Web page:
How Goldman Sachs Is (Inadvertently) Swaying The Democratic Primary

The Sanders campaign is raising money off comments the bank's CEO recently made.
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How Goldman Sachs Is (Inadvertently) Swaying The Democratic Primary

Sen. Bernie Sanders really doesn't like Goldman Sachs. 

"Here's a promise: If elected president, Goldman Sachs is not going to bring forth a secretary of treasury in a Sanders administration," the presidential candidate said at the NBC presidential debate in January. 

"You have Blankfein from Goldman Sachs. I guess he's a billionaire now, making huge amounts of money after destroying the economy," he told Bloomberg Business

And it seems like the feeling is at least a bit mutual. Goldman Sachs CEO Lloyd Blankfein shared his concerns about a possible Sanders presidency. 

"It has the potential to be a dangerous moment. Not just for Wall Street, not just for people who are particularly targeted, but for anybody who's a little bit out of line," Blankfein said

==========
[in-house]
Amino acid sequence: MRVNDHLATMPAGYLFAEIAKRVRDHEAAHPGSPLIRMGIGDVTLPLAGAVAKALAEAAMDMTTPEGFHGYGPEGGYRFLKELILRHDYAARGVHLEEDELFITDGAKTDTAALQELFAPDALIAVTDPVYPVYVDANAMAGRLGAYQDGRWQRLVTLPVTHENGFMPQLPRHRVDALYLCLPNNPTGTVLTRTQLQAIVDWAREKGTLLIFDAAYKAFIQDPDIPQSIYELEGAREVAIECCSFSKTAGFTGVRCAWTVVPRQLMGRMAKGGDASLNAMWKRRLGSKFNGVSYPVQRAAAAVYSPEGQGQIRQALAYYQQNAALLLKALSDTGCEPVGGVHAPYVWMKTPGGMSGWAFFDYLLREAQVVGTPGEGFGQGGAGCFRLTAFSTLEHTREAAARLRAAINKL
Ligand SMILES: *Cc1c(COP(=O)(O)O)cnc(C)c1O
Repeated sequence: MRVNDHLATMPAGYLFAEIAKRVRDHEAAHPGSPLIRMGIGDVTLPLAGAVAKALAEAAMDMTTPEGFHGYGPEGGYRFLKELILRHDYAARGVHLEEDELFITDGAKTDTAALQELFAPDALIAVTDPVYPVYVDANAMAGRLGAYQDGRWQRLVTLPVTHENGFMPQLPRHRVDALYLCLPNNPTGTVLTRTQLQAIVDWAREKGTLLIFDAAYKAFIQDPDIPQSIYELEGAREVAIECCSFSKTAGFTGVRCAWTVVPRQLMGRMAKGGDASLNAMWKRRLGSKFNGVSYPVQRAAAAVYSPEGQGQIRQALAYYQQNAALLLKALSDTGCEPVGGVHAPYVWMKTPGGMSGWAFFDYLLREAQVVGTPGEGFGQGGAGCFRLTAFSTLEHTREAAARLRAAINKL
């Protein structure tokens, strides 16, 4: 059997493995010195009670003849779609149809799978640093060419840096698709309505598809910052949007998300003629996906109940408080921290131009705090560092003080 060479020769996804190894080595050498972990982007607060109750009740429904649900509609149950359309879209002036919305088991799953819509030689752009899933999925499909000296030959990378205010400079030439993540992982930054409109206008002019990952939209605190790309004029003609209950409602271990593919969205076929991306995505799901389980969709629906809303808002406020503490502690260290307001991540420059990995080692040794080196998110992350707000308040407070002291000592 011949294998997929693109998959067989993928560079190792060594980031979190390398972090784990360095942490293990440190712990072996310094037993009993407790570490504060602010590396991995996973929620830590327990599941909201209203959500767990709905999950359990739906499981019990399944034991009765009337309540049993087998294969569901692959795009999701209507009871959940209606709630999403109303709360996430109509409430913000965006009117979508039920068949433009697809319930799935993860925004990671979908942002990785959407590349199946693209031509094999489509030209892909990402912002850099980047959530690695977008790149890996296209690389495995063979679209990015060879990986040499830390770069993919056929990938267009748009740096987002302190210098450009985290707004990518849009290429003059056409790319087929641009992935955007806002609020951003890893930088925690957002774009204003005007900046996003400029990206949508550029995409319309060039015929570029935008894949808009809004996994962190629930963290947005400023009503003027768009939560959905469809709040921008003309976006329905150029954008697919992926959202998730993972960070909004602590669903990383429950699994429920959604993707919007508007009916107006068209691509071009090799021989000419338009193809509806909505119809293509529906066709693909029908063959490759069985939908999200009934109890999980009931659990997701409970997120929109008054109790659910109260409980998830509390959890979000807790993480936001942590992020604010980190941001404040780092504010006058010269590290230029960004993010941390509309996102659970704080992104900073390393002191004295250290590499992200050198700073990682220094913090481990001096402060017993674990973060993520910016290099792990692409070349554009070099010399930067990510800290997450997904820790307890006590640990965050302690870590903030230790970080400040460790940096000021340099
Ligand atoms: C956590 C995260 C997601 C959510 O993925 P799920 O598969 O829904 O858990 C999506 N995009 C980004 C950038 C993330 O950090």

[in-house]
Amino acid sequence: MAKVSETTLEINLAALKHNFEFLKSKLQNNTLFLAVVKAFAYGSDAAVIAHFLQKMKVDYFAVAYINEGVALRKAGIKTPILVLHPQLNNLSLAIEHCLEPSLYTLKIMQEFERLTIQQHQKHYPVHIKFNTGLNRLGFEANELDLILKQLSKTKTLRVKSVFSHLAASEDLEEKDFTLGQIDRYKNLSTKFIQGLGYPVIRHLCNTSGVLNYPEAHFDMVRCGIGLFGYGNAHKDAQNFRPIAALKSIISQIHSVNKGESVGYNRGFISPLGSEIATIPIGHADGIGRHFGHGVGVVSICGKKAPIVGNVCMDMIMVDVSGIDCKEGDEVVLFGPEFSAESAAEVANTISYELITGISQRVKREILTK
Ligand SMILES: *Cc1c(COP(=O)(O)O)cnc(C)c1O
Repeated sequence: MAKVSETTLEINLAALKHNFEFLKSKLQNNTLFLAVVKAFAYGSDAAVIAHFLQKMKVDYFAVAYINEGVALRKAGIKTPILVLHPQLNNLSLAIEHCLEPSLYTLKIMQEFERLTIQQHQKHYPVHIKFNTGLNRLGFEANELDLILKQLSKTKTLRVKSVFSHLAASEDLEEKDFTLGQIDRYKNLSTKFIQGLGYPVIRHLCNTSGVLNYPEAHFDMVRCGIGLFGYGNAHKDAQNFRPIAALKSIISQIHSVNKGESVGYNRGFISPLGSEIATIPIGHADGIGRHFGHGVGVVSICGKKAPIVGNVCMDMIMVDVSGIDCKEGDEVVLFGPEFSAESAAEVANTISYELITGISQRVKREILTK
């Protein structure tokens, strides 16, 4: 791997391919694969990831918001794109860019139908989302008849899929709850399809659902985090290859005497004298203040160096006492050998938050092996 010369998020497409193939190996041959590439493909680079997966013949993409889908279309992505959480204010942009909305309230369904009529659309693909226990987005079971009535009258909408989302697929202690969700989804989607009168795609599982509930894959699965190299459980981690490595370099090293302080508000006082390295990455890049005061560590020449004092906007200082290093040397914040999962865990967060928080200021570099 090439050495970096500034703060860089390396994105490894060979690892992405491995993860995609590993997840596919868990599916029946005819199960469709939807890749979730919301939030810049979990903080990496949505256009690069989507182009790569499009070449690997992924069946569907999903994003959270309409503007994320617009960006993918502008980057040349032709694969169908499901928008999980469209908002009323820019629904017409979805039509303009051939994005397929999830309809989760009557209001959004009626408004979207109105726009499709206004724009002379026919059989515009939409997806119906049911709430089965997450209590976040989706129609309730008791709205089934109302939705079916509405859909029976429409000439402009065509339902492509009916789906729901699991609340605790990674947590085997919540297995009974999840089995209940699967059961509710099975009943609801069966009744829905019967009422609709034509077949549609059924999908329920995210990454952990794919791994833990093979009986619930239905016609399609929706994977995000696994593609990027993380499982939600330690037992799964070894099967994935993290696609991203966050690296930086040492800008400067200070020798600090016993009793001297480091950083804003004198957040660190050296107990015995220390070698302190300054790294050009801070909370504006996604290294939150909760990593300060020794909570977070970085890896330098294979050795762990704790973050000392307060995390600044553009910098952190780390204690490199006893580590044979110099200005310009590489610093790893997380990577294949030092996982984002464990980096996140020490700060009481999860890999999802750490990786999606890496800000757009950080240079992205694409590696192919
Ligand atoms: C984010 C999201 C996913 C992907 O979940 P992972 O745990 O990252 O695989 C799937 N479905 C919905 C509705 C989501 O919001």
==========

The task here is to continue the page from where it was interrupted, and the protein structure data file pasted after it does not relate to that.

Well, as you can imagine, a Wall Street CEO calling Sanders "dangerous" is a great thing for the Vermont senator. His campaign jumped on the fundraising opportunity. Sanders supporters got this email saying Blankfein's "arrogance has no end." (Video via PBS

Goldman Sachs has been popping up in the Democratic primary for months now. Hillary Clinton has faced criticism for receiving hundreds of thousands of dollars in speaking fees from the bank and accusations of being cozy with Wall Street. 

"Did you have to be paid $675,000?"Anderson Cooper asked Clinton.

"Well, I don't know. That's what they offered." she answered. 

But Clinton has defended herself by saying all critics have to do is look at how Wall Street interests are spending "a lot of money trying to defeat" her. But despite the tough talk, according to OpenSecrets.org, Clinton's received about $2.5 million from the "commercial banking industry" or Wall Street. (Video via Hillary for America

So what do voters think? A recent nationwide survey found only 29 percent of those polled said Clinton would be able to better deal with Wall Street; 46 percent chose Sanders. 

This video includes images from Getty Images. 

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